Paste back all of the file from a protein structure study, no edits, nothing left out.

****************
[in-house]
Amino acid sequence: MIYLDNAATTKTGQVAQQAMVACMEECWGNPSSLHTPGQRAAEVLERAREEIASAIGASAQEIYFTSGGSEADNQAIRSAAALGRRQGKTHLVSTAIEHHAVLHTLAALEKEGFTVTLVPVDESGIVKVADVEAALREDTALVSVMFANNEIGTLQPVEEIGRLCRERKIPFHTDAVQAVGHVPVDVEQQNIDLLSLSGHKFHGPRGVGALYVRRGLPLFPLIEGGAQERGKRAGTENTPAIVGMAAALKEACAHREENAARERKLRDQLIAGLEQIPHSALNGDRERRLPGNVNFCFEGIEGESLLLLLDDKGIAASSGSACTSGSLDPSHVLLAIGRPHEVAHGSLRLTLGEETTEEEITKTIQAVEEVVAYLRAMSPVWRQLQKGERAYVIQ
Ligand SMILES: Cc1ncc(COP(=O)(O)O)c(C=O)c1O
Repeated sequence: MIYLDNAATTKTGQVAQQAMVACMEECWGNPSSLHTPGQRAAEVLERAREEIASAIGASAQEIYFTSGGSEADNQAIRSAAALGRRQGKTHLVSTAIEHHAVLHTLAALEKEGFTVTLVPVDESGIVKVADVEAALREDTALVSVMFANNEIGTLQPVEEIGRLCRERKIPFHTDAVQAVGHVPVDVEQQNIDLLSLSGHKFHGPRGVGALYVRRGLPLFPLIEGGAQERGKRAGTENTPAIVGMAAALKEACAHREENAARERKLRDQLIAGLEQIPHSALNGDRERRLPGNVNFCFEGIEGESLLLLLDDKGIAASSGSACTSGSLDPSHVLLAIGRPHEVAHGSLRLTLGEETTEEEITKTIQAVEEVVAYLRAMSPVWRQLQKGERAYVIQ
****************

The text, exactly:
[in-house]
Amino acid sequence: MIYLDNAATTKTGQVAQQAMVACMEECWGNPSSLHTPGQRAAEVLERAREEIASAIGASAQEIYFTSGGSEADNQAIRSAAALGRRQGKTHLVSTAIEHHAVLHTLAALEKEGFTVTLVPVDESGIVKVADVEAALREDTALVSVMFANNEIGTLQPVEEIGRLCRERKIPFHTDAVQAVGHVPVDVEQQNIDLLSLSGHKFHGPRGVGALYVRRGLPLFPLIEGGAQERGKRAGTENTPAIVGMAAALKEACAHREENAARERKLRDQLIAGLEQIPHSALNGDRERRLPGNVNFCFEGIEGESLLLLLDDKGIAASSGSACTSGSLDPSHVLLAIGRPHEVAHGSLRLTLGEETTEEEITKTIQAVEEVVAYLRAMSPVWRQLQKGERAYVIQ
Ligand SMILES: Cc1ncc(COP(=O)(O)O)c(C=O)c1O
Repeated sequence: MIYLDNAATTKTGQVAQQAMVACMEECWGNPSSLHTPGQRAAEVLERAREEIASAIGASAQEIYFTSGGSEADNQAIRSAAALGRRQGKTHLVSTAIEHHAVLHTLAALEKEGFTVTLVPVDESGIVKVADVEAALREDTALVSVMFANNEIGTLQPVEEIGRLCRERKIPFHTDAVQAVGHVPVDVEQQNIDLLSLSGHKFHGPRGVGALYVRRGLPLFPLIEGGAQERGKRAGTENTPAIVGMAAALKEACAHREENAARERKLRDQLIAGLEQIPHSALNGDRERRLPGNVNFCFEGIEGESLLLLLDDKGIAASSGSACTSGSLDPSHVLLAIGRPHEVAHGSLRLTLGEETTEEEITKTIQAVEEVVAYLRAMSPVWRQLQKGERAYVIQ